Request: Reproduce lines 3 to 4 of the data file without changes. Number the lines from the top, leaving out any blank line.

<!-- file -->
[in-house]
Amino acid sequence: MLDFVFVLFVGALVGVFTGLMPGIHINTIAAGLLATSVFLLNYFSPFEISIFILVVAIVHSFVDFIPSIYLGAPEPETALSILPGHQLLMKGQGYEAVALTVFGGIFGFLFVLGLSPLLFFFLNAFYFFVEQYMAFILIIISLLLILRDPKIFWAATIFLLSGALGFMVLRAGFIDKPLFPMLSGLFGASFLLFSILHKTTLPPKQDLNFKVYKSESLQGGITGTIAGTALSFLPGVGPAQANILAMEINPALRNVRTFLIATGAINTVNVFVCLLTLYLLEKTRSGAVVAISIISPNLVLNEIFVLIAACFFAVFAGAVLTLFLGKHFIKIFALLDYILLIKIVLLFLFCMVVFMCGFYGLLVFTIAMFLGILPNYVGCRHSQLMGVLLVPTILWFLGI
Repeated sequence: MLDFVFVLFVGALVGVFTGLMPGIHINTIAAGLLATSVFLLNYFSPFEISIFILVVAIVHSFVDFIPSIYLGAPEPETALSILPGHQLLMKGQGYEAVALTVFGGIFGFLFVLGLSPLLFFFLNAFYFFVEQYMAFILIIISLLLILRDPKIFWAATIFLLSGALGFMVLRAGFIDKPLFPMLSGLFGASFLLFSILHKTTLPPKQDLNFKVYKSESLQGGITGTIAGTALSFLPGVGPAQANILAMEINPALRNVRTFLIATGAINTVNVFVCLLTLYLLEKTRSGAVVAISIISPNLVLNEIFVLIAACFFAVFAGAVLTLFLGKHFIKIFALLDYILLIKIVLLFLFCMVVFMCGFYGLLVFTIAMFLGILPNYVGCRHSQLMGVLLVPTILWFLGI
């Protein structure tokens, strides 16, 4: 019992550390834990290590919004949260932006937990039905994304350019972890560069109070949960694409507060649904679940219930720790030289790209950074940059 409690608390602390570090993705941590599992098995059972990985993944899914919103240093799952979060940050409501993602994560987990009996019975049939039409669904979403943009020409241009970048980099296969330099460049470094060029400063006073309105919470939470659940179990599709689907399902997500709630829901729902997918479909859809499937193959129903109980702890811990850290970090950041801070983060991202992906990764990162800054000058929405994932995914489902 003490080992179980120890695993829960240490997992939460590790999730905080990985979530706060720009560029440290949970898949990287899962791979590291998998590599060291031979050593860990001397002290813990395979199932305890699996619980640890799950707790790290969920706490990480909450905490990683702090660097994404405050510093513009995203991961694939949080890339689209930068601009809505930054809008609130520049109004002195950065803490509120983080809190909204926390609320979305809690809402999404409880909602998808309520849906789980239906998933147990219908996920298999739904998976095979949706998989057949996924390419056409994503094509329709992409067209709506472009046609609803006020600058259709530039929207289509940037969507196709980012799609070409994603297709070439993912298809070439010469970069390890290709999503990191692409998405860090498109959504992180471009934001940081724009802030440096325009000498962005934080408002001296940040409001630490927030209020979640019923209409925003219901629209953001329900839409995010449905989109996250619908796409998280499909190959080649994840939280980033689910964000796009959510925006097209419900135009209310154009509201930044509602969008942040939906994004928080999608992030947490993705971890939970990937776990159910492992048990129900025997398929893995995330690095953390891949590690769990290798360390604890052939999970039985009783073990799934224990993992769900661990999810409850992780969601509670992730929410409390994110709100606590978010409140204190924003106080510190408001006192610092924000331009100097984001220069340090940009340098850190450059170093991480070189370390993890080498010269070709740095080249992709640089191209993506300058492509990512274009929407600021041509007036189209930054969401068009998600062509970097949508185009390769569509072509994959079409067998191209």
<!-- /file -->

Repeated sequence: MLDFVFVLFVGALVGVFTGLMPGIHINTIAAGLLATSVFLLNYFSPFEISIFILVVAIVHSFVDFIPSIYLGAPEPETALSILPGHQLLMKGQGYEAVALTVFGGIFGFLFVLGLSPLLFFFLNAFYFFVEQYMAFILIIISLLLILRDPKIFWAATIFLLSGALGFMVLRAGFIDKPLFPMLSGLFGASFLLFSILHKTTLPPKQDLNFKVYKSESLQGGITGTIAGTALSFLPGVGPAQANILAMEINPALRNVRTFLIATGAINTVNVFVCLLTLYLLEKTRSGAVVAISIISPNLVLNEIFVLIAACFFAVFAGAVLTLFLGKHFIKIFALLDYILLIKIVLLFLFCMVVFMCGFYGLLVFTIAMFLGILPNYVGCRHSQLMGVLLVPTILWFLGI
């Protein structure tokens, strides 16, 4: 019992550390834990290590919004949260932006937990039905994304350019972890560069109070949960694409507060649904679940219930720790030289790209950074940059 409690608390602390570090993705941590599992098995059972990985993944899914919103240093799952979060940050409501993602994560987990009996019975049939039409669904979403943009020409241009970048980099296969330099460049470094060029400063006073309105919470939470659940179990599709689907399902997500709630829901729902997918479909859809499937193959129903109980702890811990850290970090950041801070983060991202992906990764990162800054000058929405994932995914489902 003490080992179980120890695993829960240490997992939460590790999730905080990985979530706060720009560029440290949970898949990287899962791979590291998998590599060291031979050593860990001397002290813990395979199932305890699996619980640890799950707790790290969920706490990480909450905490990683702090660097994404405050510093513009995203991961694939949080890339689209930068601009809505930054809008609130520049109004002195950065803490509120983080809190909204926390609320979305809690809402999404409880909602998808309520849906789980239906998933147990219908996920298999739904998976095979949706998989057949996924390419056409994503094509329709992409067209709506472009046609609803006020600058259709530039929207289509940037969507196709980012799609070409994603297709070439993912298809070439010469970069390890290709999503990191692409998405860090498109959504992180471009934001940081724009802030440096325009000498962005934080408002001296940040409001630490927030209020979640019923209409925003219901629209953001329900839409995010449905989109996250619908796409998280499909190959080649994840939280980033689910964000796009959510925006097209419900135009209310154009509201930044509602969008942040939906994004928080999608992030947490993705971890939970990937776990159910492992048990129900025997398929893995995330690095953390891949590690769990290798360390604890052939999970039985009783073990799934224990993992769900661990999810409850992780969601509670992730929410409390994110709100606590978010409140204190924003106080510190408001006192610092924000331009100097984001220069340090940009340098850190450059170093991480070189370390993890080498010269070709740095080249992709640089191209993506300058492509990512274009929407600021041509007036189209930054969401068009998600062509970097949508185009390769569509072509994959079409067998191209």